|Volume 35, Issue
Cover: © 2012 Max Bertolini
Wyrms & Wormholes
Fun, Fun, Fun
As a result of a snarky (but appropriate) comment that I posted, the Locus Roundtable online recently featured essays, most by SFPA members, discussing speculative poetry. The series began with a podcast with editor Karen Burnham, Mike Allen, and yours truly. Peruse the archives at locusmag.com/ Roundtable/2012/05/.
Each of us, as editor, poet, and/or reader, has varying definitions of what constitutes genre. I tend toward excluding work unless internal, rather than referential, narrative is present. Story is what engages the reader. I do not believe that merely alluding to genre tropes or using them metaphorically is sufficient to qualify for genre identification.
For me, the primary objective of speculative fiction—and, by extension, speculative poetry—is entertainment, and the sine qua non of speculative work is narrative, albeit a tale incapable of existing in present reality. While that narrative may be only implied, as the name of our organization suggests, fiction is a necessary component of speculative poetry.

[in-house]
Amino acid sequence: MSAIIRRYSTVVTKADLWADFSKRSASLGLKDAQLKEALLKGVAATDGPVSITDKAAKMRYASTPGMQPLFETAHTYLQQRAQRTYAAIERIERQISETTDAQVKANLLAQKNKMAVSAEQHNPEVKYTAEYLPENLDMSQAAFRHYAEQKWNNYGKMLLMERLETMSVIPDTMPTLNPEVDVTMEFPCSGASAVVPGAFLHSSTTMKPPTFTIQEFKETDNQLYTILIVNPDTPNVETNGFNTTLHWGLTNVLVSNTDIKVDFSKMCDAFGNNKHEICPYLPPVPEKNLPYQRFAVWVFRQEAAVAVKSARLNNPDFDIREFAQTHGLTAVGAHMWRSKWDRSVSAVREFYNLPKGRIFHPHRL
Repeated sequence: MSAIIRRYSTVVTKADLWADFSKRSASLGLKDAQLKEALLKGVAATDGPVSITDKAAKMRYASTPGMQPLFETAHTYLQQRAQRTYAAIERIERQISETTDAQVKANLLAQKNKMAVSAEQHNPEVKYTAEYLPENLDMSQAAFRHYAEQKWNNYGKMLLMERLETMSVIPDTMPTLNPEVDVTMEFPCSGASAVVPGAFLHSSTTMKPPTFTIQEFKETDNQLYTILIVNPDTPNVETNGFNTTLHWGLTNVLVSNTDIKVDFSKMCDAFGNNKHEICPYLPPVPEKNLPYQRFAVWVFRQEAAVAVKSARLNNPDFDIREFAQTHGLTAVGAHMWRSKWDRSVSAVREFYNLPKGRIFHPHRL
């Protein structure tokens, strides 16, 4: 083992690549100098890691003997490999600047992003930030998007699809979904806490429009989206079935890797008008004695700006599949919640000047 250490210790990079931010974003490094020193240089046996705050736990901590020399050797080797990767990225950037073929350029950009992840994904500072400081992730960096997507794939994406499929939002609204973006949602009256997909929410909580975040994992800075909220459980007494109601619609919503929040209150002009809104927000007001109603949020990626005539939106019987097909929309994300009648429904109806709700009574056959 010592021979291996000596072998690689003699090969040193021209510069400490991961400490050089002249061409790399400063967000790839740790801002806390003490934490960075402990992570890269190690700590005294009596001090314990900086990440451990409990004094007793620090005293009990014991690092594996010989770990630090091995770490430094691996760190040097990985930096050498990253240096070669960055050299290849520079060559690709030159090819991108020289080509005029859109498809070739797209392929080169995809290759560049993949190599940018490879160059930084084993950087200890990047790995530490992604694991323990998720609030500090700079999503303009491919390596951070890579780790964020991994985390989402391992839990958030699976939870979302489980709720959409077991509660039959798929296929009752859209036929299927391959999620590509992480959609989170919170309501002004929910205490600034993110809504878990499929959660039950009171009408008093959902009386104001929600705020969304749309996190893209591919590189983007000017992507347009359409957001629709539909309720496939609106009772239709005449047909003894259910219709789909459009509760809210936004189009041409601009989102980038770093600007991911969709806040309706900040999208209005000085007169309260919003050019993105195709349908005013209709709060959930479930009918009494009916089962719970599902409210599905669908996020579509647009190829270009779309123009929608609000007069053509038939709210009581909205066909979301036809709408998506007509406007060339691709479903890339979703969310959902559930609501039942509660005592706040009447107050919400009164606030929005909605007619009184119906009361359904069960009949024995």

The basic requirement of marketable literary work is engagement of the reader, and the narrative thread, or one that the suggestible reader is induced to construct, is the most successful method of focusing their attention, so that writers are driven to be observers and raconteurs of action. In poetry, my ideal is an image that inherently suggests a story.
As Kurt Vonnegut is said to have told his creative-writing students, “We’re in the entertainment business.” Recreation. But do not forget that the word can also be spelled re-creation: remaking, making anew. Or, Make it new (to appropriate Pound).
Speculative writers make new worlds. Sometimes an existing world is destroyed or altered and the new one built on its smoking ruins; sometimes the new world appears to be generated from its own Big Bang or divine breath.
I’ll leave you with this quatrain from the Rubaiyat:
May you find in speculative poetry at least part of what your heart seeks.—F.J. Bergmann
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